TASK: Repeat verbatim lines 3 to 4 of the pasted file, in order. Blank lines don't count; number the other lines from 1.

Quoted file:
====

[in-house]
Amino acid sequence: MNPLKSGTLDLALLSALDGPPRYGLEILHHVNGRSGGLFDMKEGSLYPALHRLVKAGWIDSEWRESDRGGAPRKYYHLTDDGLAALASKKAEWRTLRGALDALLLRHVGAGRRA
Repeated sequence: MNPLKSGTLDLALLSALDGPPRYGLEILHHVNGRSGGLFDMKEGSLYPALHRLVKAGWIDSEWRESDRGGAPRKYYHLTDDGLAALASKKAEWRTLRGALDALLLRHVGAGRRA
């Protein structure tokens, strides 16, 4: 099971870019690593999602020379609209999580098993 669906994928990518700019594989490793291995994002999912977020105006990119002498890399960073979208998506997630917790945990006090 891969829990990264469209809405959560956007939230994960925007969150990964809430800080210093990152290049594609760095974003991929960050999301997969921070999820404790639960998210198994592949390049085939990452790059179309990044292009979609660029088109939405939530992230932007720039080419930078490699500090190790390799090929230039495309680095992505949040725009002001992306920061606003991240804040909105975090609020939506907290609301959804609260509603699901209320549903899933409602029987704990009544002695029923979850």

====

Repeated sequence: MNPLKSGTLDLALLSALDGPPRYGLEILHHVNGRSGGLFDMKEGSLYPALHRLVKAGWIDSEWRESDRGGAPRKYYHLTDDGLAALASKKAEWRTLRGALDALLLRHVGAGRRA
């Protein structure tokens, strides 16, 4: 099971870019690593999602020379609209999580098993 669906994928990518700019594989490793291995994002999912977020105006990119002498890399960073979208998506997630917790945990006090 891969829990990264469209809405959560956007939230994960925007969150990964809430800080210093990152290049594609760095974003991929960050999301997969921070999820404790639960998210198994592949390049085939990452790059179309990044292009979609660029088109939405939530992230932007720039080419930078490699500090190790390799090929230039495309680095992505949040725009002001992306920061606003991240804040909105975090609020939506907290609301959804609260509603699901209320549903899933409602029987704990009544002695029923979850």